Parables and Commandments

Long Haul

Ever suffered the long haul getting your team to change the way they do things?

Most leaders have.

It’s frustrating, but the idea that leadership means you can get your people to do what you want is a myth.

Let me qualify that. Changing simple things is pretty straight forward, but if you want something that involves a change in mindset, life becomes more difficult.

What do you want?

Whether you want something easy or hard, the first step is always to say what you want.

I know it sounds obvious. But the number one reason people don’t do what’s expected of them is … they don’t know what’s expected of them.

For simple changes, just letting the team in on the secret might get things off and running, lickety-split.

Shifting mindsets though – to improve customer service or to be more innovative, say – can feel like a wrestling match. But change isn’t an opponent, it’s something to bring in to your corner.

I don’t think you’ll find motivation is the hurdle. Most people want to do a good job. More often the barrier is a simple lack of understanding. Listen hard, and you might just hear your people saying, “I don’t know what [customer service/being innovative/any other conceptual change] means in my job. How. Do. I. Do. That?”

Show and Tell

In other words, a speech (or ten) that simply urges an abstract change might sound like it’s full of good ideas, but it’s probably just noise.

Put your message in context with home-grown stories that show what you mean. It’s the difference between showing and telling, between parables and commandments.

For example, for better customer service, tell tales about heroes. “Did you hear about Brian? He drove home on his lunch break to pick up a jacket to lend to a customer who’d lost his own in an airport snafu?”

Using parables gives change a human face. They show what you want in real life situations, and they break down complex concepts like “improve customer service” into simple and easy actions.

Neatly filed under Leading on November 4, 2010
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Reaching the big one quarter

Gibbous (three quarter) moon in daylightGibbous (three quarter) moon in daylightGibbous (three quarter) moon in daylight

Image copyright: kurtphoto via Flickr

It’s been three months since I wrote my first post for Shearing Layers and threw it into WordPress. I guess like most new bloggers I’ve found it an exciting, miserable, nerve wracking, delightful, low, high, skippy experience.

A big thank you to everyone who’s said things about Shearing Layers, given me feedback, and sent such interesting people my way.

Here are the most popular posts:

Bringing products to market


Some of these posts also make it to a series I’m building on the shearing layers themselves:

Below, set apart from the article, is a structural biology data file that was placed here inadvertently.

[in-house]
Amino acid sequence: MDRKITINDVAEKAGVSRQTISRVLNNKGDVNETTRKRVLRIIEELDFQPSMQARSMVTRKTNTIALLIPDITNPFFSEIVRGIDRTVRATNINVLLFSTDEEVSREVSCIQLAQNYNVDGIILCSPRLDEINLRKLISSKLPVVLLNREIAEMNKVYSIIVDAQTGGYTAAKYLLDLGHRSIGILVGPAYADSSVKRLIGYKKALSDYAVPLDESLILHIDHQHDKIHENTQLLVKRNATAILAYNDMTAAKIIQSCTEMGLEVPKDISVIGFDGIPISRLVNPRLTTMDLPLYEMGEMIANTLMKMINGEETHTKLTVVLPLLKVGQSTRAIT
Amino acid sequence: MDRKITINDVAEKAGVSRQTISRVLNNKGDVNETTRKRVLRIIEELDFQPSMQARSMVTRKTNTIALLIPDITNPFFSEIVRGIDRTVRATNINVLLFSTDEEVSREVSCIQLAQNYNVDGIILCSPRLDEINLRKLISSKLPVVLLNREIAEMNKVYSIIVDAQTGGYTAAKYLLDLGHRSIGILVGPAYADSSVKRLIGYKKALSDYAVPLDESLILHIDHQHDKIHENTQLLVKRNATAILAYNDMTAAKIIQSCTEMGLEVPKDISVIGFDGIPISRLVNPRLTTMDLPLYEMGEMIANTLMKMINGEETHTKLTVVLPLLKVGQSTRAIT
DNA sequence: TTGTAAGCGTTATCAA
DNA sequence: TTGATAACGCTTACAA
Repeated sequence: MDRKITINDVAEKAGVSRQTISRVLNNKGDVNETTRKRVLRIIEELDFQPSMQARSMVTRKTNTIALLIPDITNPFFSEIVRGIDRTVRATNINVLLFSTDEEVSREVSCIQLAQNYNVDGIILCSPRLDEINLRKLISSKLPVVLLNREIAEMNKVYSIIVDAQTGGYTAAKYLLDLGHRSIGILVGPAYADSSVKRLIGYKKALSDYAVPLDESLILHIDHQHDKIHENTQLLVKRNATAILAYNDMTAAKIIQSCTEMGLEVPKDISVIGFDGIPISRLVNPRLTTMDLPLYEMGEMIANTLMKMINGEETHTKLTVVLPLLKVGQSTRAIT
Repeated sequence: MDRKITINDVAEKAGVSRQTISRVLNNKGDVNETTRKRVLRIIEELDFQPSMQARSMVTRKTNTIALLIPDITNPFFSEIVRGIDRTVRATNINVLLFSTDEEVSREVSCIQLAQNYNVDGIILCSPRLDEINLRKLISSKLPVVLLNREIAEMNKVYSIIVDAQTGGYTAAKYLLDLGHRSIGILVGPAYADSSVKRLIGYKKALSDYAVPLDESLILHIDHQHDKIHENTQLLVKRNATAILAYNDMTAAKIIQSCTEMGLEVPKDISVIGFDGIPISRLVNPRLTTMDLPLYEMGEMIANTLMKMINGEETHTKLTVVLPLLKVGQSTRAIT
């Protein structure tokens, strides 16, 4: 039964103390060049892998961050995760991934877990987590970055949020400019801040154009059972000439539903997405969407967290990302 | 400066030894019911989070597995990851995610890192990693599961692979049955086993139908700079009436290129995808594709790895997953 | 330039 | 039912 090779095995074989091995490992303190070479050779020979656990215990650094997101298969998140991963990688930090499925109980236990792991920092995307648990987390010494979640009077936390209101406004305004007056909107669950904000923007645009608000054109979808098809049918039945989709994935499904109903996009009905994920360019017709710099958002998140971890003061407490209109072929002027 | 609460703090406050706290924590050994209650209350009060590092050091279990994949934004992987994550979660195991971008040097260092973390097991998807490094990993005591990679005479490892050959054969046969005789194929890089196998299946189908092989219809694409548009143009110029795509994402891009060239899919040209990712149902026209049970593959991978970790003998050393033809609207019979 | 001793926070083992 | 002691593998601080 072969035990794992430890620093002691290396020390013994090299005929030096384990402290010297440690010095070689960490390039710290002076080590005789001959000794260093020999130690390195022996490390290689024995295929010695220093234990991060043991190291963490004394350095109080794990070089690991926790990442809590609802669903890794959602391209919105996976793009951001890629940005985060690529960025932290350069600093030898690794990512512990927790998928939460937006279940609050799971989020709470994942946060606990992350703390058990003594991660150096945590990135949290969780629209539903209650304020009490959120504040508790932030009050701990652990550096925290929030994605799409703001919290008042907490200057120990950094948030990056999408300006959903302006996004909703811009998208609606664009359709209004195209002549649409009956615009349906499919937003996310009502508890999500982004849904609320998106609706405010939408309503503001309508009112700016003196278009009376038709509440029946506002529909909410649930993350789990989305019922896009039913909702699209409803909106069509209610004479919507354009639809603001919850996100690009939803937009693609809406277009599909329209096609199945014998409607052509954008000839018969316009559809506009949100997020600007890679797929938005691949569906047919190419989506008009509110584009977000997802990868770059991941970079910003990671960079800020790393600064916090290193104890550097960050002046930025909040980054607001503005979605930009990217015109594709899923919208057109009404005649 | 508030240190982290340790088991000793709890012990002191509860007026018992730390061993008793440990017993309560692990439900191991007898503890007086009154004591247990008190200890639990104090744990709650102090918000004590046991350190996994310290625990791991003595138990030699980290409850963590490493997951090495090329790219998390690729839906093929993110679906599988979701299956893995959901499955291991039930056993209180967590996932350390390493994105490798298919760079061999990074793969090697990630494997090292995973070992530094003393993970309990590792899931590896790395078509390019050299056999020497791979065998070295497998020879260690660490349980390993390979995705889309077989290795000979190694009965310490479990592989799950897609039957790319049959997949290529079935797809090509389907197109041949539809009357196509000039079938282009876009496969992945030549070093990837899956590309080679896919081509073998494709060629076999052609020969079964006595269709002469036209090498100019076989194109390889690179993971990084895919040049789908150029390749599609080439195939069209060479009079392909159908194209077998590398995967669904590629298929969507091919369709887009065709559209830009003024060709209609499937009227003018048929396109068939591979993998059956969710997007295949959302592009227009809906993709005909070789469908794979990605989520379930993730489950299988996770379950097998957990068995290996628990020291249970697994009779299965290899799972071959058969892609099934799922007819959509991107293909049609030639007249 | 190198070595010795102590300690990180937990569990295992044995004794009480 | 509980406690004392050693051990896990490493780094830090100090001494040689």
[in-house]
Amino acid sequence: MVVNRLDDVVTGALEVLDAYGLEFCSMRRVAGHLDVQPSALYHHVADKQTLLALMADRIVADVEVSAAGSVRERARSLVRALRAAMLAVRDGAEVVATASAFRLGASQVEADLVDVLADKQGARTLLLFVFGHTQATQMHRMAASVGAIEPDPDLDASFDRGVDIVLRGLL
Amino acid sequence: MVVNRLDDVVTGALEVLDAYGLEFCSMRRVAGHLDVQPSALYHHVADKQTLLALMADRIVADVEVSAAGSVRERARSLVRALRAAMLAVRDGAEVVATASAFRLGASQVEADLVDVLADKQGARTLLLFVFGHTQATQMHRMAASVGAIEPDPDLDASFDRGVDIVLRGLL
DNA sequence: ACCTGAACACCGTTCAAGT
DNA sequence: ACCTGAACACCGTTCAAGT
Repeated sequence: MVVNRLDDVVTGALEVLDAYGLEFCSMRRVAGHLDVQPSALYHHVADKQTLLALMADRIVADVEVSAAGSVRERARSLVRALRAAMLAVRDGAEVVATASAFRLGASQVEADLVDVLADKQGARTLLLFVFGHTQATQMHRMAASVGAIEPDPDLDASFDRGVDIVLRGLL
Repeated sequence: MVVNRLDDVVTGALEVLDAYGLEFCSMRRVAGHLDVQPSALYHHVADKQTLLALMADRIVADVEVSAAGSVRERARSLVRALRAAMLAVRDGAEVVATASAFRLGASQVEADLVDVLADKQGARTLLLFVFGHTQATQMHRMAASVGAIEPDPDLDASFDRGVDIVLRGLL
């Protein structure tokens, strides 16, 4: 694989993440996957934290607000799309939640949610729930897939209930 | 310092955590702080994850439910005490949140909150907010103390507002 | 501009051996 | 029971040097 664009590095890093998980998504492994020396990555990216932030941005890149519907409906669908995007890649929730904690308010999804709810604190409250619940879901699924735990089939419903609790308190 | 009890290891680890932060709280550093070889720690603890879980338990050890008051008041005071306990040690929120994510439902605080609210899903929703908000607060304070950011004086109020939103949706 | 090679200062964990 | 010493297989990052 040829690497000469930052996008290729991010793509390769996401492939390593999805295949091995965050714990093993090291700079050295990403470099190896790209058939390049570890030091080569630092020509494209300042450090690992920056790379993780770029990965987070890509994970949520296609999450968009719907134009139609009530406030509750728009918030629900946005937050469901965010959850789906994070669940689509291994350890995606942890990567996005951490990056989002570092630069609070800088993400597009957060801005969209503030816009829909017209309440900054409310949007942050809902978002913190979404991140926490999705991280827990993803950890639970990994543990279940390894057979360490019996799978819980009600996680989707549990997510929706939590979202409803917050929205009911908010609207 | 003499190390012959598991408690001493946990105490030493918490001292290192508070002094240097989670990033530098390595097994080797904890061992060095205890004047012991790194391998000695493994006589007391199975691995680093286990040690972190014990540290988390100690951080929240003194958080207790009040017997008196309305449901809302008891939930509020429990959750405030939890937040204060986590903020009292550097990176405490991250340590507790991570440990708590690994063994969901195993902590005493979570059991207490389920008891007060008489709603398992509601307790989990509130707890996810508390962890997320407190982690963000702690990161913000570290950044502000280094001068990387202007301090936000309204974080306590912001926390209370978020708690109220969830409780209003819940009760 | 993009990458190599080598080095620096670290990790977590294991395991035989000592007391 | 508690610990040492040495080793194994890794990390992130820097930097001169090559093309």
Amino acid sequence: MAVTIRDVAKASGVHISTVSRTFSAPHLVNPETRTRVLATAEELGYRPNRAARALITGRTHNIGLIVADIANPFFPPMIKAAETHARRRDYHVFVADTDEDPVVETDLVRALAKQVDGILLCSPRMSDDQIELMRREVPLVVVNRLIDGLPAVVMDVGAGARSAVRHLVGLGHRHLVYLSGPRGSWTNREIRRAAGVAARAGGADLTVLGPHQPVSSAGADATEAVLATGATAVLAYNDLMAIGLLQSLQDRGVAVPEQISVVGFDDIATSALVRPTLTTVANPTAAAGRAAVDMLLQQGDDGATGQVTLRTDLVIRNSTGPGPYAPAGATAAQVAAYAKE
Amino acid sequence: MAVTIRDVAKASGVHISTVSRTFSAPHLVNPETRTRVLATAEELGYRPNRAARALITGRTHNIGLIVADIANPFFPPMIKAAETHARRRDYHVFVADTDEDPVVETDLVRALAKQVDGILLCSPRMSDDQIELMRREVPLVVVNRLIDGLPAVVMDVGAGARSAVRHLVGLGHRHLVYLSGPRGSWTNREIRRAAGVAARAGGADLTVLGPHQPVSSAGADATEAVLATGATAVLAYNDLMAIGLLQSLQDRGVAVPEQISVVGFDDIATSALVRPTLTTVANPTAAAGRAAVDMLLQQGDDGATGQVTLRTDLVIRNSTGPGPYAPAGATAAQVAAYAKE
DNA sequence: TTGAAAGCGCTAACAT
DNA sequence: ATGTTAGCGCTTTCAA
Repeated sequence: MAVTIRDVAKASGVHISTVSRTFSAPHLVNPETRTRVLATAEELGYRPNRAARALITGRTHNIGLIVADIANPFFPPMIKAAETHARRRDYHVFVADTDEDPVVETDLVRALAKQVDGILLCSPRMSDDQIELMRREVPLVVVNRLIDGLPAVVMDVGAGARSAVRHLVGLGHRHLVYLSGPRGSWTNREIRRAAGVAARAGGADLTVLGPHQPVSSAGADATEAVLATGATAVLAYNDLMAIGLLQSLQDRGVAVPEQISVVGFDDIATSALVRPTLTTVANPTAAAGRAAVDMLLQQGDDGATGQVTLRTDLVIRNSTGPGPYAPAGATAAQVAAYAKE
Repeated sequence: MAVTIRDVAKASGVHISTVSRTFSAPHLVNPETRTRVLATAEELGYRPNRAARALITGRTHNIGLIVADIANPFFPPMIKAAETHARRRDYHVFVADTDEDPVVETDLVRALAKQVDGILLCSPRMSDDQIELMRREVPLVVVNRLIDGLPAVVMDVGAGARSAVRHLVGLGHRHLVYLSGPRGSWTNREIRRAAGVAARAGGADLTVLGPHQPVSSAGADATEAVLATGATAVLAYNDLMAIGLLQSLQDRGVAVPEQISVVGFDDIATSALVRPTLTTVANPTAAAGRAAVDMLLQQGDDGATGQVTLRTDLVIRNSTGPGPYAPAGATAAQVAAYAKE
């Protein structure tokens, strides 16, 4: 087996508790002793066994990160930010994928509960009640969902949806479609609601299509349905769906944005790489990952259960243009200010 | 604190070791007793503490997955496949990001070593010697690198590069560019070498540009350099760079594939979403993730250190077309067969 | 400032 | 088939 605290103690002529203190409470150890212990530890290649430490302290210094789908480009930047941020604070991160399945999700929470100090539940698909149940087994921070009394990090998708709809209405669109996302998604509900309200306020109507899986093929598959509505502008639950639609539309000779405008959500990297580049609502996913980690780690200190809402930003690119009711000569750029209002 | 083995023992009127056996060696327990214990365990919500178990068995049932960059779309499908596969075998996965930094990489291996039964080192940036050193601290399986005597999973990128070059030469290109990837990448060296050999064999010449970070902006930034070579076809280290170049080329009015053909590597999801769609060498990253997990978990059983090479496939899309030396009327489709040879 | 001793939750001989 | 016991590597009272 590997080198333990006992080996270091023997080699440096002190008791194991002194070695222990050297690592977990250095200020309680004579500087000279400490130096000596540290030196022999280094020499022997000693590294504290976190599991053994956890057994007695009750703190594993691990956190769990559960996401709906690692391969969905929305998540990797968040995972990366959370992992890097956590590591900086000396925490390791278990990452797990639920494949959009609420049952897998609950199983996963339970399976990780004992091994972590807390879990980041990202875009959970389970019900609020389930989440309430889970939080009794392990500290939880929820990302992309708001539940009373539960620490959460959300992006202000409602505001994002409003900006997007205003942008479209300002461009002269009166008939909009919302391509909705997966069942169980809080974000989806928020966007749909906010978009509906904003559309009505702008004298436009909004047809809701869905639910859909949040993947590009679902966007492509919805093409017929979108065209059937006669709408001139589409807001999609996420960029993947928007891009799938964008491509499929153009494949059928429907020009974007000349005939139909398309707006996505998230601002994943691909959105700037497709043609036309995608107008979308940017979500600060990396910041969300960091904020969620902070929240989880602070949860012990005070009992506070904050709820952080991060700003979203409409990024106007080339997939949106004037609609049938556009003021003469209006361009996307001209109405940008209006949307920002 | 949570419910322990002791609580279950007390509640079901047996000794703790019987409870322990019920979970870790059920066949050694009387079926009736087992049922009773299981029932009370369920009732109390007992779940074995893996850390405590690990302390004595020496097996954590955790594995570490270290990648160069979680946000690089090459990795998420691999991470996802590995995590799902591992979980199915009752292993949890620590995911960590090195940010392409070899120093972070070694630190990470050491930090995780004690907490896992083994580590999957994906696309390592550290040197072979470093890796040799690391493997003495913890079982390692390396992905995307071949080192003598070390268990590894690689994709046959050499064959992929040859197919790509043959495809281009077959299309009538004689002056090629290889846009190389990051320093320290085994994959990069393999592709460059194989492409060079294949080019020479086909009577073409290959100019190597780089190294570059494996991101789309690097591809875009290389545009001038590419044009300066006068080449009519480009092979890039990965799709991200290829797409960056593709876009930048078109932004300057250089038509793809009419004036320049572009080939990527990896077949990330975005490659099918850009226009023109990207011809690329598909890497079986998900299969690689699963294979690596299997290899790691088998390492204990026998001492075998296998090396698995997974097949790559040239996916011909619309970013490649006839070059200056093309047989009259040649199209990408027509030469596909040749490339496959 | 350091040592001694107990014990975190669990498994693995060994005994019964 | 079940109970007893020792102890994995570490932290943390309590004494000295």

With three months under my belt I’ve finally bitten the Twitter bullet, please follow me @sn1ck.

Here’s to another three months.

If you like what you find here please subscribe to the RSS feed for a little slice of Layers cake whenever it’s on the table.

Neatly filed under Skippiness on June 25, 2009

Doing the impossible

4 Minute Mile

Image copyright: balakov

55 years ago tomorrow, 6th May 1954, Roger Bannister became the first man to break the 4 minute barrier, running the mile in 3:59.4. The report only made page 8 of the next day’s Times but it changed the world.

After being dropped six times during the war years the mile record was stuck. For nine years every attempt to push the record below four minutes had failed. Was the four minute barrier an absolute?

Bannister settled it. 46 days later Australia’s John Landy broke the mark again.

Now everyone realised what Bannister had known all along. The clock wasn’t the problem, there was no four minute barrier, they was only a psychological one.

Bannister was convinced that he could break through the barrier. His goal was clear, he had a plan, and used bucket loads of commitment and determination to see it through.

Organisations can suffer from old time milers’ fear; failing to deal with self imposed barriers.

He won’t support it, I’ll never get the budget, they won’t let me, I can’t call her, it’s too hard, it’s impossible.

But it is possible. Bannister showed the way; set out a clear goal, work out what has to be done, put the pieces in place, execute.

Neatly filed under Focus on May 5, 2009
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Tell a story with data

Take 20 minutes to watch Hans Rosling present statistics third world issues. You heard right, take 20 minutes for statistics on issues. Can’t do it? Take 1 minute. Commit to watching 1 minute from any place in the presentation.

Stay for longer than a minute? Why?

The data, the presenter, the story?

Neatly filed under Focus on April 15, 2009
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